Traveling through past lives and learning to love them

Living in another country than the one you were born in is both an exciting adventure and sometimes a bit of heartache. There is something about childhood’s old stomping grounds that tugs at those very special heartstrings sometimes causing spells of nostalgia and longing. We are always drawn back to the place we were born.

But returning can sometimes not be as idyllic and comforting as we think. As expatriates, or someone living away from their country of permanent residence, we, and that is me included, often romanticize our home country, the friendships we have there and our family bonds. Especially if we are away for a long time without being able to go for visits.

Seeing that special street you played on again, or chatting with old friends, or just opening the door to your childhood home can be a pretty strange experience. It certainly was for me. There was so much that had changed. And the most prominent change was within me.
I had started looking at things differently. And the world around me changed accordingly.

It’s strange meeting childhood friends again after years of being apart. Sometimes the bond that was there can’t be re-tied. Sometimes you start remembering differently. Memories are subjective and change according to our mood. I have, during these weeks in my childhood home, had to rethink, reclaim, and change color of a lot of memories.

As people we grow all the time. Mental growth goes through spurts just like physical growing in our childhood, only these mental growth spurts can happen anytime no matter how old we are.

When we are adults we learn how to separate from our egos and look at ourselves more or less objectively. We learn and we reflect and consequently we grow. Self-insight is a gift and it comes with age.

Going back in time, looking at who we were, reliving situations from our past separate from our egos with the wisdom of age, can be painful, but it’s a healing pain like the thumping ache in a wound.

Every single moment we have experienced, every person we have been, every age, every phase, they are all apart of us. Sometimes it’s hard to accept certain people we have been, some choices we made, things we have said, things we have done. Perhaps we are embarrassed or disappointed. But I find that it is often these most painful memories that teach us the most about ourselves. If we can relieve them with understanding, separate from our egos, from a perspective of learning.

Learning. I think learning, learning about the world, about ourselves, about being human, is why we are alive. And no learning comes from judgement. Learning comes from a willingness to understand and openness to change.

We are all many different people, yet all those are one and the same. We are different pieces put together to make a unique collage. Sometimes, we may feel that we are playing a role, we are not being ourselves. But those roles are true parts of ourselves too. Every drop of ourselves we drip into this world holds our true spirit, like the DNA we accidentally leave everywhere we go. A role is never a role, it’s just a different version of ourselves. And often, these roles are the ones to hold clues to solve the puzzles of who we are or who we want to be.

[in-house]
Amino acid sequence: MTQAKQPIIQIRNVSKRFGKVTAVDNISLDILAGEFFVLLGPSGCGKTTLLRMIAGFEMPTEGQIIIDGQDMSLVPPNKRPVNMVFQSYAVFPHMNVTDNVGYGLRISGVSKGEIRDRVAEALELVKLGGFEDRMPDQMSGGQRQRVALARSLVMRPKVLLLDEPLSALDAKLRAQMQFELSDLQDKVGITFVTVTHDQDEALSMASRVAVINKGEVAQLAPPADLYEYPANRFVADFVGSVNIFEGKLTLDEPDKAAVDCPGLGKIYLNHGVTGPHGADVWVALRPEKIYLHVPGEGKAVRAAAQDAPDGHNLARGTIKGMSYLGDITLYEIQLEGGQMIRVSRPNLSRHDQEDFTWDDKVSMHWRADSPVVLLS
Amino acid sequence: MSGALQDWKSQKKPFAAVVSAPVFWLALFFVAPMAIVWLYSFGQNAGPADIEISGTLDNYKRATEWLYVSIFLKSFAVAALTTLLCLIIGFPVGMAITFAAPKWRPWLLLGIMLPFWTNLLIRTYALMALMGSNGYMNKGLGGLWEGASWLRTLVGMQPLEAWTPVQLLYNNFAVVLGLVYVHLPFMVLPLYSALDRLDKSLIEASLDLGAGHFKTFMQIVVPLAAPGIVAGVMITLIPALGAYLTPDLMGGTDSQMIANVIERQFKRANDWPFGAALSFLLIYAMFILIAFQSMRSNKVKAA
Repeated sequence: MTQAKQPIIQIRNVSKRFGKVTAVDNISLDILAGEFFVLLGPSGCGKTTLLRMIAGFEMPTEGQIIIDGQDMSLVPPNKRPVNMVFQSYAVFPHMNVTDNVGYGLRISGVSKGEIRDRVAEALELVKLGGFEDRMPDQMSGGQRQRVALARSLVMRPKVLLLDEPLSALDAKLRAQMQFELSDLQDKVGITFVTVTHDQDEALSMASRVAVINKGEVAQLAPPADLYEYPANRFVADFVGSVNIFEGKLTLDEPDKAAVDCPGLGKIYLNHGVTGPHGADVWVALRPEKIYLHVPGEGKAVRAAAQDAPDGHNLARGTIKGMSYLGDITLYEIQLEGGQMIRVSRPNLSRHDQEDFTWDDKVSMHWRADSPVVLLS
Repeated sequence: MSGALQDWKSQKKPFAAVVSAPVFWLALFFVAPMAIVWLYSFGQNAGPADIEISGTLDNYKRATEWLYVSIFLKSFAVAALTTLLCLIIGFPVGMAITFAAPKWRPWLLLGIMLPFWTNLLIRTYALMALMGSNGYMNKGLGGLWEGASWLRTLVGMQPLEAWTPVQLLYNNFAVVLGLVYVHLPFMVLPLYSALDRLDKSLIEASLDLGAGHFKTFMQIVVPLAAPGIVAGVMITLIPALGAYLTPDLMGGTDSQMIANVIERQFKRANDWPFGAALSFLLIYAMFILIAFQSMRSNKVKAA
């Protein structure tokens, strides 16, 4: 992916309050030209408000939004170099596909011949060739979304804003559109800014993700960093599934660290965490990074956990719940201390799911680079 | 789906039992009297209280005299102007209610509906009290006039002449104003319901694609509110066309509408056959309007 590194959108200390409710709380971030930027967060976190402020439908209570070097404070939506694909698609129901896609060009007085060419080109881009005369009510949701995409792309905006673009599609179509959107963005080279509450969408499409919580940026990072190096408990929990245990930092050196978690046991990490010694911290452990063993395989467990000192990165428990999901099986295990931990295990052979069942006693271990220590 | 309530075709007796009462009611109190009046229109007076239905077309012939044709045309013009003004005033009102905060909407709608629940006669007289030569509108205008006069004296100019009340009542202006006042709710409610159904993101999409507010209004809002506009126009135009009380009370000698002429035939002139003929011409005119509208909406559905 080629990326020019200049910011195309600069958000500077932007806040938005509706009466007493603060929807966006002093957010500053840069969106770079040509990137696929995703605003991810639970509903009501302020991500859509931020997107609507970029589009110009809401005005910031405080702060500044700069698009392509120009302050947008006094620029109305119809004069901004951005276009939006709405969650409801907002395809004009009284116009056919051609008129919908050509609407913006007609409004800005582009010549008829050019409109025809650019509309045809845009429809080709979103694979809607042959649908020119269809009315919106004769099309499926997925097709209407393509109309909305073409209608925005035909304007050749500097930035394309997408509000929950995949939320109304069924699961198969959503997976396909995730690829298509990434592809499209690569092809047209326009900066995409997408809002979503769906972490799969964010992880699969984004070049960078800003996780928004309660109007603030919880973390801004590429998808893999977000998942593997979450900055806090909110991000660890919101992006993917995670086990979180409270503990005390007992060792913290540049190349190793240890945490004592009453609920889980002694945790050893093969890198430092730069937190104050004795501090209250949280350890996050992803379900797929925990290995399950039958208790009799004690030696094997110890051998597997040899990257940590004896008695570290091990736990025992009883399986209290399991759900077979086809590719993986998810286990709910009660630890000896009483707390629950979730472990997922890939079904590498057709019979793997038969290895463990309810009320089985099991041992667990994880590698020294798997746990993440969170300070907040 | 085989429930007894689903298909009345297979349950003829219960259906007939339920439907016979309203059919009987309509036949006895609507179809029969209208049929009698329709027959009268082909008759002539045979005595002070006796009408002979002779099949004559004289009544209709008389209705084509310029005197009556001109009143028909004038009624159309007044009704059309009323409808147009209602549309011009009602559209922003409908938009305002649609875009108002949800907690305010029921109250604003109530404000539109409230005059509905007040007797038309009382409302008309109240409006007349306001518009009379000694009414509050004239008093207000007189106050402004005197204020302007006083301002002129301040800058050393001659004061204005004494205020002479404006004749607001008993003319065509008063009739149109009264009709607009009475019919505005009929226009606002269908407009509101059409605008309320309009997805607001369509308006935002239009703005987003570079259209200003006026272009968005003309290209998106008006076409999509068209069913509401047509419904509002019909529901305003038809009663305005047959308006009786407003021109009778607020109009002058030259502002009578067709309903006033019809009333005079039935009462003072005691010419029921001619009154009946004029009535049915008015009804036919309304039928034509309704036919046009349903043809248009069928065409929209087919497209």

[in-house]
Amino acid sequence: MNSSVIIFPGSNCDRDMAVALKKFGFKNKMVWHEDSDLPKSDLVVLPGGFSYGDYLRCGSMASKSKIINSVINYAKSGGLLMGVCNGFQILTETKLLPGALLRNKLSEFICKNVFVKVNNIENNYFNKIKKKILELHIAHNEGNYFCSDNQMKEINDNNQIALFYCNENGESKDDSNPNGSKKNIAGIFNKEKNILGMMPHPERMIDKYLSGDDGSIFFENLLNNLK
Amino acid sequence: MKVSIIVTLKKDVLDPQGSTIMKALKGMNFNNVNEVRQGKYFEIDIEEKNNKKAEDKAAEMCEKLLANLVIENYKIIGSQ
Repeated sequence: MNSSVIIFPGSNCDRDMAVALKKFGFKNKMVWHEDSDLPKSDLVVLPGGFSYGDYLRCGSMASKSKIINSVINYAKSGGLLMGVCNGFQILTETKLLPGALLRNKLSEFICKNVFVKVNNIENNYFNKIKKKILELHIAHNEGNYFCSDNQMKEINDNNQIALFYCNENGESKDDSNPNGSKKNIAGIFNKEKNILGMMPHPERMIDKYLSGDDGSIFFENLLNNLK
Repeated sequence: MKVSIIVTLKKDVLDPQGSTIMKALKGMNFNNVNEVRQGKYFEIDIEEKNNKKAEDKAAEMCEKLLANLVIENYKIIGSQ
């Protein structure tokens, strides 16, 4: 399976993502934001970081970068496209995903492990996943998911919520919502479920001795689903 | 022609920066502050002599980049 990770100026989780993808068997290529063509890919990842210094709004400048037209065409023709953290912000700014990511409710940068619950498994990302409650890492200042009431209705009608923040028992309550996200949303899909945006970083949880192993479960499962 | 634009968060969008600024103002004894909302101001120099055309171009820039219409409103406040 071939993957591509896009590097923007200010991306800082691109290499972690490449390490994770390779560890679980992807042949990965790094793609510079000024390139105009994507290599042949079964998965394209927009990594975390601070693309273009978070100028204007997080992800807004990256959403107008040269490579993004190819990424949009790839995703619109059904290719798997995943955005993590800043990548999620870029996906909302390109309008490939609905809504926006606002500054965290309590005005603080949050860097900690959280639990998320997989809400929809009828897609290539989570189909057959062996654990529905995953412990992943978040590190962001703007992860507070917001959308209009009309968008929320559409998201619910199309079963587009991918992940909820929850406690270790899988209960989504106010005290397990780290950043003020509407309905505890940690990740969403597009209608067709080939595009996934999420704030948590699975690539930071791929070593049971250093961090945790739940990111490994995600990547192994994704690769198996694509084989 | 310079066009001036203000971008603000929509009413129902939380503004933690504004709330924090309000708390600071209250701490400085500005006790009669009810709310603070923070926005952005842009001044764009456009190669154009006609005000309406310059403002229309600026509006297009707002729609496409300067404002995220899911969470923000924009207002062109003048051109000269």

Being human is complicated. Attachment is complicated. Sometimes we underestimate the power of attachment. Sometimes we overestimate it. Love and attachment is not the same thing. They are close relatives, but not the same. Attachment is the biological name for love. We need attachment, we don’t need love. But that is what makes love so beautiful. We are never forced to love or to be loved. It’s impossible. Love is much stronger than force.

Meeting your past selves in the door, your past lives, can be challenging. Physically walking through the fields you walked through to go to school is not the same as making that journey mentally. We can of course do either or, but doing both changes us. It changes us because we learn, we forgive, we learn to, or rather we make the choice to, Love all those past selves and past lives.

That choice makes us stronger, stronger than most people. When we choose to love our mistakes, to love our weaknesses and our faults, and no longer look at them as mistakes, weaknesses or faults, but redefine them in light of our present awareness as consequences of an imperfect, vulnerable person interacting with an unpredictable chaotic world, we also learn to see other people in the same way. We learn true compassion born of deep enlightened empathy. A compassion that surpasses religion, moral and holy books and becomes a true beacon lit by ourselves, a beacon we can relight any time, and that only we ourselves can choose to darken and let die out.

Traveling is important. Actual physical traveling, traveling back in time, traveling through our memories, traveling through our minds. It is, perhaps, the most important thing we can do. Take time to travel. It will change you. It will make you grow.

True bravery is daring to face all our true selves and smile warmly back no matter how embarrassing or distressing it is.